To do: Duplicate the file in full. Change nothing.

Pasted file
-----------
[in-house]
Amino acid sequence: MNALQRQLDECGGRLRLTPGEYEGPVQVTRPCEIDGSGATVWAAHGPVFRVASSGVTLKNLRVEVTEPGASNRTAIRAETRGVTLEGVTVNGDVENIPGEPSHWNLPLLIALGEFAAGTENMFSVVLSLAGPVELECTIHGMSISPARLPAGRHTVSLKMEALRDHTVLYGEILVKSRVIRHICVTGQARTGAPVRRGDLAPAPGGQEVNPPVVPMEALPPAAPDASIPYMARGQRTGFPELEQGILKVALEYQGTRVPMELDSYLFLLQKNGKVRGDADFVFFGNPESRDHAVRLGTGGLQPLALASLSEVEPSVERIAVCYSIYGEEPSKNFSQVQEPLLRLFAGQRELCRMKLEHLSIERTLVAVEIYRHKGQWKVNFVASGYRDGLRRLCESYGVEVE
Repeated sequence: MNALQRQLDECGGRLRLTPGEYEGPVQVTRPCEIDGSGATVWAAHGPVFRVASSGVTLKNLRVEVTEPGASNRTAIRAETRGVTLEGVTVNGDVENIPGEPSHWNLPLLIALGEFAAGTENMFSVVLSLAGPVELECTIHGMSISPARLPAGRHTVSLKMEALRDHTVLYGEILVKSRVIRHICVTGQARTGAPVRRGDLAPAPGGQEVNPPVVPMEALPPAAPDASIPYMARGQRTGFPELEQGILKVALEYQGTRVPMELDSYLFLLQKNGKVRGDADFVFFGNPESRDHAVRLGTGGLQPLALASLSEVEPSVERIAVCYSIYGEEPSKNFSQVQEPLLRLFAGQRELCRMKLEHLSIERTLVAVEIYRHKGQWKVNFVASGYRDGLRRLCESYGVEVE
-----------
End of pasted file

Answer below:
[in-house]
Amino acid sequence: MNALQRQLDECGGRLRLTPGEYEGPVQVTRPCEIDGSGATVWAAHGPVFRVASSGVTLKNLRVEVTEPGASNRTAIRAETRGVTLEGVTVNGDVENIPGEPSHWNLPLLIALGEFAAGTENMFSVVLSLAGPVELECTIHGMSISPARLPAGRHTVSLKMEALRDHTVLYGEILVKSRVIRHICVTGQARTGAPVRRGDLAPAPGGQEVNPPVVPMEALPPAAPDASIPYMARGQRTGFPELEQGILKVALEYQGTRVPMELDSYLFLLQKNGKVRGDADFVFFGNPESRDHAVRLGTGGLQPLALASLSEVEPSVERIAVCYSIYGEEPSKNFSQVQEPLLRLFAGQRELCRMKLEHLSIERTLVAVEIYRHKGQWKVNFVASGYRDGLRRLCESYGVEVE
Repeated sequence: MNALQRQLDECGGRLRLTPGEYEGPVQVTRPCEIDGSGATVWAAHGPVFRVASSGVTLKNLRVEVTEPGASNRTAIRAETRGVTLEGVTVNGDVENIPGEPSHWNLPLLIALGEFAAGTENMFSVVLSLAGPVELECTIHGMSISPARLPAGRHTVSLKMEALRDHTVLYGEILVKSRVIRHICVTGQARTGAPVRRGDLAPAPGGQEVNPPVVPMEALPPAAPDASIPYMARGQRTGFPELEQGILKVALEYQGTRVPMELDSYLFLLQKNGKVRGDADFVFFGNPESRDHAVRLGTGGLQPLALASLSEVEPSVERIAVCYSIYGEEPSKNFSQVQEPLLRLFAGQRELCRMKLEHLSIERTLVAVEIYRHKGQWKVNFVASGYRDGLRRLCESYGVEVE